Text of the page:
The origin of music is often related to an explosion of the cognitive capabilities of Homo sapiens 50,000-60,000 years ago: paintings, ornaments and burials are clear evidences from that moment. As part of other artistic and symbolic expressions, music contributed to the maintenance of larger social networks and the expansion of modern humans.
What was the music used for? There are several hypotheses:
- Part of religious ritual
- Motivational activities
- Identification with a group
- Communication and coordination
- Tool for hunting
What are the oldest evicences?
1) Percussion instruments
The oldest evidence may be found in the archaeological site of Mezin (Ukraine): a set of mammoth bones (scapula, femur) painted with red ochre and a reindeer antler hammer, with signs of repetitive surface damage on all of them. Some interpret these bones as musical instruments. They are dated to 24,000 years BP.
Other instrumens are the ‘bullroarers’ which we find in the Solutrean and Magdalenian periods:
2) String instruments
The organic materials are not preserved so the only ancient clues are found in rock art, like a sorcerer with a musical bow in the Trois-Frères cave (France), dated to c. 13,000 years BP. However, some authors consider that the sorcerer actually holds a flute.
The actual oldest piece is a plucked string instrument known as the ‘se’, dated to 2,700 years old, found in the Chinese province of Hubei. That was a board instrument fitted with 25 strings of twisted silk, which was used by the elite in rituals and sacrificial offerings. Only half of the base was recovered but showing clear evidences of the holes for the strings. At the same site, some rests of a percussion instrument called ‘bianzhong’ were found: a 4.7 m frame for housing bronze bells plus seven bases of the bells.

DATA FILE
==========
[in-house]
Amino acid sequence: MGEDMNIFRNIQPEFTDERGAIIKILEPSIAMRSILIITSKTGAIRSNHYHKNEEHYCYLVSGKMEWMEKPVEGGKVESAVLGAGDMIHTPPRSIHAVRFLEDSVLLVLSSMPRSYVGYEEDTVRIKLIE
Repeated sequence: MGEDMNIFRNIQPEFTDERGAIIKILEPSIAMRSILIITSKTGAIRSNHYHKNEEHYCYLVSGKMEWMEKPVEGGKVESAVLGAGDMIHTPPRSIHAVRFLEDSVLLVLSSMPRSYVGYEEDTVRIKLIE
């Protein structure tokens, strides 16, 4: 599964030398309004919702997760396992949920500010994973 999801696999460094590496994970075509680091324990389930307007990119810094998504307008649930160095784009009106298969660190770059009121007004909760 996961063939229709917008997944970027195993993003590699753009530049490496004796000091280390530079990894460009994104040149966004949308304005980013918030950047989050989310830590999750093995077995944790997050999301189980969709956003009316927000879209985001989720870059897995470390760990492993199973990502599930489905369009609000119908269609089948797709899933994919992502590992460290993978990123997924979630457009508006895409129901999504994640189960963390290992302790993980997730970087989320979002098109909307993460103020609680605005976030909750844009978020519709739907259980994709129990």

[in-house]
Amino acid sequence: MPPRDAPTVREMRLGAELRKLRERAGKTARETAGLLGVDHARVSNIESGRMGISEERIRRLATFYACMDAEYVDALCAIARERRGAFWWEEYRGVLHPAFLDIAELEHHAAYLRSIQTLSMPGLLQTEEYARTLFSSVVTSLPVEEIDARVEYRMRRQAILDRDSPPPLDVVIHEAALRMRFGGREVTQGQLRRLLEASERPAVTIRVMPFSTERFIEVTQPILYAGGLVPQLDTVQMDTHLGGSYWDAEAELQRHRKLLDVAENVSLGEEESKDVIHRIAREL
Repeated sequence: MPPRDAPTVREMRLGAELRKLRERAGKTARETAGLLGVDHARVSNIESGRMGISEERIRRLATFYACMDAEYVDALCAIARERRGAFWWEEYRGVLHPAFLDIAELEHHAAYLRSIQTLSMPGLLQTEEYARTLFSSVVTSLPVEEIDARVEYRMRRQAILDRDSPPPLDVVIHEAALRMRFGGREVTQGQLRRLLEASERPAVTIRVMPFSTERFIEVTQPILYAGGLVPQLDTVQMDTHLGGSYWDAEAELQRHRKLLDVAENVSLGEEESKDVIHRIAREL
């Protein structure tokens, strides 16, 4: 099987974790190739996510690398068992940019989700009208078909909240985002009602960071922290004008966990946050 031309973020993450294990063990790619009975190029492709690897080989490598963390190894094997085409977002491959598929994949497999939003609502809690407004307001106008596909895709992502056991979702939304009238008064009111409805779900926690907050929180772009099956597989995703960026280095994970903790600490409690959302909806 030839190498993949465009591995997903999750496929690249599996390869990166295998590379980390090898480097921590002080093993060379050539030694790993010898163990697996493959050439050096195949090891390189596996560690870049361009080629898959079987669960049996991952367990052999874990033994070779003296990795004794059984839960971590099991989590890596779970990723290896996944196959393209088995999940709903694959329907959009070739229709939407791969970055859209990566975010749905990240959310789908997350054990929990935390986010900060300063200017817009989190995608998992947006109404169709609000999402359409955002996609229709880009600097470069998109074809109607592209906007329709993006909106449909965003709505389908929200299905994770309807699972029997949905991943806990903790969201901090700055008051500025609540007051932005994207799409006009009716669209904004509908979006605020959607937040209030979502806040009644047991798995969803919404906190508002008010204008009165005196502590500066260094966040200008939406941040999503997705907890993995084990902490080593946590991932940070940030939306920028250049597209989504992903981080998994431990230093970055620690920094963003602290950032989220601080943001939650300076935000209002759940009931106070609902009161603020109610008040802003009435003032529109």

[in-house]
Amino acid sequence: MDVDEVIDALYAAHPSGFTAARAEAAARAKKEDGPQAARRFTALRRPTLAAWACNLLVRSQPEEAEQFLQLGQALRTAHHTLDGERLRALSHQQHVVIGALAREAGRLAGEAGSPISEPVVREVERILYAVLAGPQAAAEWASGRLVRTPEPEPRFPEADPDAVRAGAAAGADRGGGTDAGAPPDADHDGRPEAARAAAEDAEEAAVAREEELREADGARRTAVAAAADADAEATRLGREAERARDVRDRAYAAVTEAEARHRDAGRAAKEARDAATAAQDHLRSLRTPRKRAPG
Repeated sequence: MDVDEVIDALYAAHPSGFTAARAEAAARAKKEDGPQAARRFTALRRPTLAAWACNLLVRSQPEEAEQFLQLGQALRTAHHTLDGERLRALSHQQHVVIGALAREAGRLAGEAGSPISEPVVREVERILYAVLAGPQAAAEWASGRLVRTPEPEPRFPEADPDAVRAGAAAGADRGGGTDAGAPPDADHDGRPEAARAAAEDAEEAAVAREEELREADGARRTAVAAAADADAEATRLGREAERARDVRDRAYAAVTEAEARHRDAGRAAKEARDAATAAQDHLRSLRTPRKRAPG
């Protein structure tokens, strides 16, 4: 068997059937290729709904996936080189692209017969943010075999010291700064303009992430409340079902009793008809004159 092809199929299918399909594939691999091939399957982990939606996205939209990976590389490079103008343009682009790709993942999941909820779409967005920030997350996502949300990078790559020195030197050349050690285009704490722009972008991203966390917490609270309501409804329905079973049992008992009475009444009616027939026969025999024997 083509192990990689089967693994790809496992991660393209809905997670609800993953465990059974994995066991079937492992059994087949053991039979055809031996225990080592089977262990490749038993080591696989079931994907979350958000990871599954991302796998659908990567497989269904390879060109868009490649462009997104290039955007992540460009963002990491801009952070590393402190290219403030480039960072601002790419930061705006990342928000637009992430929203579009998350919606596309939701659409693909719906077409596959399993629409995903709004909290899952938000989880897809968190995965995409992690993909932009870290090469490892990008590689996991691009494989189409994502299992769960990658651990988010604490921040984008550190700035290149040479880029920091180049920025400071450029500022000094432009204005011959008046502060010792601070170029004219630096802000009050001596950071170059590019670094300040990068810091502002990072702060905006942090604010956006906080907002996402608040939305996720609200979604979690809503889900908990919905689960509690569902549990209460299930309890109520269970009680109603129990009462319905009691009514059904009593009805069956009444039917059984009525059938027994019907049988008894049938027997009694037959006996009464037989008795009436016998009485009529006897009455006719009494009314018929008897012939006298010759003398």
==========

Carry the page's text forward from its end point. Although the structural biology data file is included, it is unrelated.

3) Wind instruments
Flutes and whistles are more clearly evidenced in the archaeological finds. Below are some remarkable examples:
Divje Babe Cave, Slovenia
One flute found in 1995. It is a fragment of the femur of a cave bear, pierced with three spaced holes. Age 40,000 years. A different hypothesis says the holes lack tool marks and instead were made by an animal chewing. However, the separation between the holes is singular and the instrument can produce diatonic sounds.
Geissenkloesterle Cave, Germany
Two flutes published in 2012, dated to the Early Aurignacian (at least 35,000 years by radiocarbon and 36,000 years by termoluminiscence). One was shaped from a swan’s ulna bone. It is 12 cm long but thought to be 17 cm long originally. It has 3 holes and produce 4 notes. The other flute was shaped from ivory.
They support the hypothesis that the Danube River was a key corridor used by humans coming into central Europe before expected.
Hohle Fels, Germany
Only a few weeks after publishing the famous oldest European ‘venus’ figurine from Hohle Fels cave system, various fragments of flutes from the same system were discovered in 2008 and published in 2009. Age between 35,000-43,000 years.
One of them was successfully rebuilt almost entirely from 12 fragments. It is 21,8 cm long and was made with the radius of a griffon vulture wing. It has 5 holes and a V-shaped mouthpiece with 2 small clefts.
Other small pieces were found at Hohle Fels, very fragmented but likely belonging to two other flutes. A third piece was found in the nearby site of Vogelherd.
All of them are made of ivory, which requires much more effort to shape than bird’s bones.
La Güelga, Spain
A phalangeal whistle was found in an Aurignacian level, dated to 30,000-34,000 years BP. Also from this cave is a fragment of flute from the Magdalenian period.
22 fragments of flutes made from swan wing bones, 8 of them are quite complete. They were published in 1991, dated to between 26,000-32,000 years BP.
A set of 30 flutes made from hollowed bird bones, dated to 9,000 years BP. They have between 5 and 8 holes and one of them is still playable.
Cave of Marsoulas, France
A seashell from the decorated cave of Marsoulas was converted into a wind instrument by the Magdalenian occupants of the site, around 18,000 years ago. This is one of the very rare examples, if not the only one for the Paleolithic period, of a musical instrument fashioned from a large shell, and the first conch shell of this use thus far discovered. It was forgotten for more than 80 years after its collection at the cave entrance, until a detailed analysis showed considerable transformations made to enable it to be blown.